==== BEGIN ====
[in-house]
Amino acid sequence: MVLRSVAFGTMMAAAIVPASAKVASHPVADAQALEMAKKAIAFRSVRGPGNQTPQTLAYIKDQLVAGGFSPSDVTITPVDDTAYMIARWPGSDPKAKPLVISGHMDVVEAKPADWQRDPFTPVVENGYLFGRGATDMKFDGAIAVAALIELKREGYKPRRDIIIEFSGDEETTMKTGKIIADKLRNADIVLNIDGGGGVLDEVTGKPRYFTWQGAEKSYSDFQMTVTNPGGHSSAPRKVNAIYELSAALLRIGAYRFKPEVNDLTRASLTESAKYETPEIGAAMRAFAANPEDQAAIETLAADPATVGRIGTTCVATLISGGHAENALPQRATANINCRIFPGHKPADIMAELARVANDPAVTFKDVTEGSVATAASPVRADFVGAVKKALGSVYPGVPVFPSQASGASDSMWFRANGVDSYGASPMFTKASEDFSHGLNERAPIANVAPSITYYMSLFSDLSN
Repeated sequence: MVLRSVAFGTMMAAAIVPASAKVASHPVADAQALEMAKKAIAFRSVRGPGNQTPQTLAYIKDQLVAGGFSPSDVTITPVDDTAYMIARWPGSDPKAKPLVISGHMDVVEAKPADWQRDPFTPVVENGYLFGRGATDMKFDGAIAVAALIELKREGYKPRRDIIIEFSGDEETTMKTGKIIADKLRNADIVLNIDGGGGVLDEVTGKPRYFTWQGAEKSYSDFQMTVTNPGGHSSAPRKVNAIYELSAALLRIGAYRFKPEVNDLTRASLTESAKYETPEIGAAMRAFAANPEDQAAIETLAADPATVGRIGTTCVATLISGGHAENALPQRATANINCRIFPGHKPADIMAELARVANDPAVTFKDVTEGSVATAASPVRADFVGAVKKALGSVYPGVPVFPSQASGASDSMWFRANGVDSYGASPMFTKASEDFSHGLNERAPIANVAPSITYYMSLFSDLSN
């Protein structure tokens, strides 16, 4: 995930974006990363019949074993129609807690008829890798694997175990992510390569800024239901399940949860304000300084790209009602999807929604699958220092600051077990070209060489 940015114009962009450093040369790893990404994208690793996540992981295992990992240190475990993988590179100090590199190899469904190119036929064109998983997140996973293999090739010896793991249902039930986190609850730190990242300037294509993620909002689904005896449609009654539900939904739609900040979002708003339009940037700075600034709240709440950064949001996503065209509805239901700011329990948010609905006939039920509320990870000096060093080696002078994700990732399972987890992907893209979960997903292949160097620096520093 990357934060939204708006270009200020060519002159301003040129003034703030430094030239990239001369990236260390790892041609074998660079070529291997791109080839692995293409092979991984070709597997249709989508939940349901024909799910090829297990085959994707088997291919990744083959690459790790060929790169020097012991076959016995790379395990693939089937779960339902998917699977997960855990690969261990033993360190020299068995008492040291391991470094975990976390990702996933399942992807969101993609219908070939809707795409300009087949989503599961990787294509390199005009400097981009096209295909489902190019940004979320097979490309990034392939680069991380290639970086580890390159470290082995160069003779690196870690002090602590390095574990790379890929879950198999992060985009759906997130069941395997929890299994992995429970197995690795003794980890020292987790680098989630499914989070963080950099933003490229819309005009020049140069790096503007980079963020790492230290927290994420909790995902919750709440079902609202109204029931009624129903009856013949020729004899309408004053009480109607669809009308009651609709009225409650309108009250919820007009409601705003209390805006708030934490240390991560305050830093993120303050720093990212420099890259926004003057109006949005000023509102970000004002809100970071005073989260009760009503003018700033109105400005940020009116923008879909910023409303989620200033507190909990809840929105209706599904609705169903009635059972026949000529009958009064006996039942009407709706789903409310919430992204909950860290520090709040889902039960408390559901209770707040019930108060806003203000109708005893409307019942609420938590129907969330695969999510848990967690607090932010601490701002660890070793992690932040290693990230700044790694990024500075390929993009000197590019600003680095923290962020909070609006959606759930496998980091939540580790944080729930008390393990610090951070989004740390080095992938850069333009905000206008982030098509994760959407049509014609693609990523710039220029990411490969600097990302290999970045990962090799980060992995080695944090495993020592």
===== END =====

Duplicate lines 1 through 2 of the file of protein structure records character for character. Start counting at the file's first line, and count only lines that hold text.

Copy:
[in-house]
Amino acid sequence: MVLRSVAFGTMMAAAIVPASAKVASHPVADAQALEMAKKAIAFRSVRGPGNQTPQTLAYIKDQLVAGGFSPSDVTITPVDDTAYMIARWPGSDPKAKPLVISGHMDVVEAKPADWQRDPFTPVVENGYLFGRGATDMKFDGAIAVAALIELKREGYKPRRDIIIEFSGDEETTMKTGKIIADKLRNADIVLNIDGGGGVLDEVTGKPRYFTWQGAEKSYSDFQMTVTNPGGHSSAPRKVNAIYELSAALLRIGAYRFKPEVNDLTRASLTESAKYETPEIGAAMRAFAANPEDQAAIETLAADPATVGRIGTTCVATLISGGHAENALPQRATANINCRIFPGHKPADIMAELARVANDPAVTFKDVTEGSVATAASPVRADFVGAVKKALGSVYPGVPVFPSQASGASDSMWFRANGVDSYGASPMFTKASEDFSHGLNERAPIANVAPSITYYMSLFSDLSN